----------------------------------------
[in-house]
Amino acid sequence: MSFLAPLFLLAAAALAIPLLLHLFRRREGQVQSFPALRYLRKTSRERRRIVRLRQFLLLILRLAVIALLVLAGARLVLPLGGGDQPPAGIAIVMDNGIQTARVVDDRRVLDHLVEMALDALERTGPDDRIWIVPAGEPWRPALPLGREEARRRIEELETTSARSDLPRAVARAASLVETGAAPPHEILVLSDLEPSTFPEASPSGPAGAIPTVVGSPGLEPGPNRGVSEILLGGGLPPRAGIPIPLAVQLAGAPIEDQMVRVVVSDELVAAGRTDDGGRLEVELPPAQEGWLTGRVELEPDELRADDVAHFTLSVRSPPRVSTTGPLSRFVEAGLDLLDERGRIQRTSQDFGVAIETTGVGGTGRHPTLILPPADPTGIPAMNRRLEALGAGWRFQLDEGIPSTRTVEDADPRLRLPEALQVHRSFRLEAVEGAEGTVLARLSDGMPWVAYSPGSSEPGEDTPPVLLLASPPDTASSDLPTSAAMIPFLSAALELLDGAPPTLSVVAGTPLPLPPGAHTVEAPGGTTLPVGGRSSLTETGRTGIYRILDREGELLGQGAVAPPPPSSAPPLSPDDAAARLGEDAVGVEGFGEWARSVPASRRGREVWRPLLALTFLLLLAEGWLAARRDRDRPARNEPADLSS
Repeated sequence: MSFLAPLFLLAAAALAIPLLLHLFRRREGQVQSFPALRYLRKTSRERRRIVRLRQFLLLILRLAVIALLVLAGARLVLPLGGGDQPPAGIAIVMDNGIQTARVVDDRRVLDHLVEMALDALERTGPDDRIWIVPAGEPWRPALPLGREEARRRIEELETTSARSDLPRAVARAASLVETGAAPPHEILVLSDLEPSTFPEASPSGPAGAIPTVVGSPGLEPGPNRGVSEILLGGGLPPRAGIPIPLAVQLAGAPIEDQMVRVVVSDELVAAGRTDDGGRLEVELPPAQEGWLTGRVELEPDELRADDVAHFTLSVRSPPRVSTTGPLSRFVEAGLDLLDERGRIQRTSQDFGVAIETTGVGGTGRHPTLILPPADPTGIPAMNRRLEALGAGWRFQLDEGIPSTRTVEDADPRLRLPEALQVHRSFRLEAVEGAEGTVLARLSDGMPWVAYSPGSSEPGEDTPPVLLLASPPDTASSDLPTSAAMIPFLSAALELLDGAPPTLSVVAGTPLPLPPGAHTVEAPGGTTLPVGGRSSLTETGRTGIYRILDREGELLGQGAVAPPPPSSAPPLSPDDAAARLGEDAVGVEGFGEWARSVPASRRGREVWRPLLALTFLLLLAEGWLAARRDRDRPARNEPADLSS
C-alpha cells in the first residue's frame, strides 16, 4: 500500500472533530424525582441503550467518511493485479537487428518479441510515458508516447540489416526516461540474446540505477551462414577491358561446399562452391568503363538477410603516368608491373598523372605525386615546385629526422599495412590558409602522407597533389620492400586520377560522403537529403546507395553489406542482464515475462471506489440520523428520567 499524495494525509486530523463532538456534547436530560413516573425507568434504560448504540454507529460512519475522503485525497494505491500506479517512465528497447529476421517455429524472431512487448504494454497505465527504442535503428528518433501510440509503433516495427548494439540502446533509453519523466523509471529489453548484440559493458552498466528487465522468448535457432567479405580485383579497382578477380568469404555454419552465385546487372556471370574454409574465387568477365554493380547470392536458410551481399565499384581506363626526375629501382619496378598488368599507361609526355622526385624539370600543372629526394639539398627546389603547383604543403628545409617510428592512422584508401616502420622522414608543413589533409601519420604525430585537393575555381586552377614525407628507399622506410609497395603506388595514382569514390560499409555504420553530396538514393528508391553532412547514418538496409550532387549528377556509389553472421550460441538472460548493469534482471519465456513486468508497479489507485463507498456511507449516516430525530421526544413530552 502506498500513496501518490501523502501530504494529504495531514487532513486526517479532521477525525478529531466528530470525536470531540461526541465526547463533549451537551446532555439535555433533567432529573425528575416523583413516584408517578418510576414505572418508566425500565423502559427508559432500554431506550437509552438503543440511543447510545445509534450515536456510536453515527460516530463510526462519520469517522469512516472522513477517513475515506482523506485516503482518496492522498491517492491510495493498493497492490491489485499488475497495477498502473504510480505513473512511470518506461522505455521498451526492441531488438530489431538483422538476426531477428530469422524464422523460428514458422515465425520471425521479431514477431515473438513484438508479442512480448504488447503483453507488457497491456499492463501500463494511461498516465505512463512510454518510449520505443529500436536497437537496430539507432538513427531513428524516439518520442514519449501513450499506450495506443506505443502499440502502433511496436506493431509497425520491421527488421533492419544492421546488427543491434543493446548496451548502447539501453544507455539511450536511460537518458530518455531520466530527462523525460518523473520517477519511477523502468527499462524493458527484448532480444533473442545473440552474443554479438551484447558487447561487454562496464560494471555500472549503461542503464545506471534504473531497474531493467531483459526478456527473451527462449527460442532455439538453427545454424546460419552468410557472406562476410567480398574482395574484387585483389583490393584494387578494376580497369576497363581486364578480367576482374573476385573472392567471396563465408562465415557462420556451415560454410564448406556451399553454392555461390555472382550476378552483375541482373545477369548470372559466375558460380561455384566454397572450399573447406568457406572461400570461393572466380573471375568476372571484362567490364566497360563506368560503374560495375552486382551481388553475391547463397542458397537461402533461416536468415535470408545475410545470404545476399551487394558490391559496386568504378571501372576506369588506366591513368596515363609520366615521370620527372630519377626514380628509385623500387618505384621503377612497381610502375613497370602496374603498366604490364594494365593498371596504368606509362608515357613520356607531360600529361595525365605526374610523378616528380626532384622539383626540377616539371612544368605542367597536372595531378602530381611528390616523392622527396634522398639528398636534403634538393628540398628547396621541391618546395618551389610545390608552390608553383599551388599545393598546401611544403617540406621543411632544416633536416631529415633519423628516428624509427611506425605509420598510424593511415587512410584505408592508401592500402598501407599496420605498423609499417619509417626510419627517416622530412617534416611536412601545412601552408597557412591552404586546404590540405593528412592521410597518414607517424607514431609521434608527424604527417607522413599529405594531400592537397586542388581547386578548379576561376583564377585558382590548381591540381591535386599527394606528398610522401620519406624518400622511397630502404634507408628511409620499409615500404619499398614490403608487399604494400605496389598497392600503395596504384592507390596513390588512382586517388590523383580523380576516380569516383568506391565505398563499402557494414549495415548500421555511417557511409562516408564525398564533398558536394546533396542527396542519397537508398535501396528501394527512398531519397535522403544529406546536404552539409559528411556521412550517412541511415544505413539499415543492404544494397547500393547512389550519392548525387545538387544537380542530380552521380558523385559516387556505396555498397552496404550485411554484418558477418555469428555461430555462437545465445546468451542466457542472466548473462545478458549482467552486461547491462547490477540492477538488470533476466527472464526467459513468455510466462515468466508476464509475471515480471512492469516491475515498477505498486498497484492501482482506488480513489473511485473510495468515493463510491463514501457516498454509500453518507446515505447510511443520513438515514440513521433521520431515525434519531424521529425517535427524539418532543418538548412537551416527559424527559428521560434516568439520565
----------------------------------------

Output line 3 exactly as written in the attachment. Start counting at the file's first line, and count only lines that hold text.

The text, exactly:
Repeated sequence: MSFLAPLFLLAAAALAIPLLLHLFRRREGQVQSFPALRYLRKTSRERRRIVRLRQFLLLILRLAVIALLVLAGARLVLPLGGGDQPPAGIAIVMDNGIQTARVVDDRRVLDHLVEMALDALERTGPDDRIWIVPAGEPWRPALPLGREEARRRIEELETTSARSDLPRAVARAASLVETGAAPPHEILVLSDLEPSTFPEASPSGPAGAIPTVVGSPGLEPGPNRGVSEILLGGGLPPRAGIPIPLAVQLAGAPIEDQMVRVVVSDELVAAGRTDDGGRLEVELPPAQEGWLTGRVELEPDELRADDVAHFTLSVRSPPRVSTTGPLSRFVEAGLDLLDERGRIQRTSQDFGVAIETTGVGGTGRHPTLILPPADPTGIPAMNRRLEALGAGWRFQLDEGIPSTRTVEDADPRLRLPEALQVHRSFRLEAVEGAEGTVLARLSDGMPWVAYSPGSSEPGEDTPPVLLLASPPDTASSDLPTSAAMIPFLSAALELLDGAPPTLSVVAGTPLPLPPGAHTVEAPGGTTLPVGGRSSLTETGRTGIYRILDREGELLGQGAVAPPPPSSAPPLSPDDAAARLGEDAVGVEGFGEWARSVPASRRGREVWRPLLALTFLLLLAEGWLAARRDRDRPARNEPADLSS